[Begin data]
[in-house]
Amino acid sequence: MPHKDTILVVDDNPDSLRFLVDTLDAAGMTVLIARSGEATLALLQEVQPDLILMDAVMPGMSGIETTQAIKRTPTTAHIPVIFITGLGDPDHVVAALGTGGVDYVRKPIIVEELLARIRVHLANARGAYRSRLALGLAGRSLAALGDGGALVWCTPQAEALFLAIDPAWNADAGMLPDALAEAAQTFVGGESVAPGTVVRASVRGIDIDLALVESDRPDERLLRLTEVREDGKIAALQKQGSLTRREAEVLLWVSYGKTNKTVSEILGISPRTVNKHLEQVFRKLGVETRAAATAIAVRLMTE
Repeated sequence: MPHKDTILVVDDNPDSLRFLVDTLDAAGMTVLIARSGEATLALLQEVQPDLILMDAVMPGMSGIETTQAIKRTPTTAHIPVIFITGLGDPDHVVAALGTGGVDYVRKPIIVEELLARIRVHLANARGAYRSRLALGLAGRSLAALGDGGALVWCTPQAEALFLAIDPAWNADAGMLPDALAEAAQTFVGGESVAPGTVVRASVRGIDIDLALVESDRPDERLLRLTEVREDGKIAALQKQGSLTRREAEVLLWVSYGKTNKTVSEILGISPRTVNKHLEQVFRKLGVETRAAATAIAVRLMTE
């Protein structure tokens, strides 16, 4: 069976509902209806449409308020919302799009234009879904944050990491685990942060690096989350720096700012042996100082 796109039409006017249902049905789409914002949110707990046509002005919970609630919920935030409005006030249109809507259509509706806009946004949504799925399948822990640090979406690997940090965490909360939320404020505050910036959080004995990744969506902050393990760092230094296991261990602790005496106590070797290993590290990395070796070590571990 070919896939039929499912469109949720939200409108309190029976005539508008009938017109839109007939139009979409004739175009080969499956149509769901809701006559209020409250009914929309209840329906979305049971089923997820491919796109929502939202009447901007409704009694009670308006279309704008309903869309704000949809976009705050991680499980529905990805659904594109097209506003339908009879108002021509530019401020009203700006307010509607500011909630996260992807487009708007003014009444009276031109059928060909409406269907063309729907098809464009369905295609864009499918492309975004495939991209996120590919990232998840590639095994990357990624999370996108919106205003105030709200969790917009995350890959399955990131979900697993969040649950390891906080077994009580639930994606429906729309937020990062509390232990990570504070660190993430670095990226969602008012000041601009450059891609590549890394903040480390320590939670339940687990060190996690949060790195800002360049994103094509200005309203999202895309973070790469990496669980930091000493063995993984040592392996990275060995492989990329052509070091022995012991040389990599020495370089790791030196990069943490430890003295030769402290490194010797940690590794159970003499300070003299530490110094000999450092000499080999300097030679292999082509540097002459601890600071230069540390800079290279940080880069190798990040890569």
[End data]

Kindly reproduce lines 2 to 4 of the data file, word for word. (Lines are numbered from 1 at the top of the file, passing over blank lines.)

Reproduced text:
Amino acid sequence: MPHKDTILVVDDNPDSLRFLVDTLDAAGMTVLIARSGEATLALLQEVQPDLILMDAVMPGMSGIETTQAIKRTPTTAHIPVIFITGLGDPDHVVAALGTGGVDYVRKPIIVEELLARIRVHLANARGAYRSRLALGLAGRSLAALGDGGALVWCTPQAEALFLAIDPAWNADAGMLPDALAEAAQTFVGGESVAPGTVVRASVRGIDIDLALVESDRPDERLLRLTEVREDGKIAALQKQGSLTRREAEVLLWVSYGKTNKTVSEILGISPRTVNKHLEQVFRKLGVETRAAATAIAVRLMTE
Repeated sequence: MPHKDTILVVDDNPDSLRFLVDTLDAAGMTVLIARSGEATLALLQEVQPDLILMDAVMPGMSGIETTQAIKRTPTTAHIPVIFITGLGDPDHVVAALGTGGVDYVRKPIIVEELLARIRVHLANARGAYRSRLALGLAGRSLAALGDGGALVWCTPQAEALFLAIDPAWNADAGMLPDALAEAAQTFVGGESVAPGTVVRASVRGIDIDLALVESDRPDERLLRLTEVREDGKIAALQKQGSLTRREAEVLLWVSYGKTNKTVSEILGISPRTVNKHLEQVFRKLGVETRAAATAIAVRLMTE
């Protein structure tokens, strides 16, 4: 069976509902209806449409308020919302799009234009879904944050990491685990942060690096989350720096700012042996100082 796109039409006017249902049905789409914002949110707990046509002005919970609630919920935030409005006030249109809507259509509706806009946004949504799925399948822990640090979406690997940090965490909360939320404020505050910036959080004995990744969506902050393990760092230094296991261990602790005496106590070797290993590290990395070796070590571990 070919896939039929499912469109949720939200409108309190029976005539508008009938017109839109007939139009979409004739175009080969499956149509769901809701006559209020409250009914929309209840329906979305049971089923997820491919796109929502939202009447901007409704009694009670308006279309704008309903869309704000949809976009705050991680499980529905990805659904594109097209506003339908009879108002021509530019401020009203700006307010509607500011909630996260992807487009708007003014009444009276031109059928060909409406269907063309729907098809464009369905295609864009499918492309975004495939991209996120590919990232998840590639095994990357990624999370996108919106205003105030709200969790917009995350890959399955990131979900697993969040649950390891906080077994009580639930994606429906729309937020990062509390232990990570504070660190993430670095990226969602008012000041601009450059891609590549890394903040480390320590939670339940687990060190996690949060790195800002360049994103094509200005309203999202895309973070790469990496669980930091000493063995993984040592392996990275060995492989990329052509070091022995012991040389990599020495370089790791030196990069943490430890003295030769402290490194010797940690590794159970003499300070003299530490110094000999450092000499080999300097030679292999082509540097002459601890600071230069540390800079290279940080880069190798990040890569």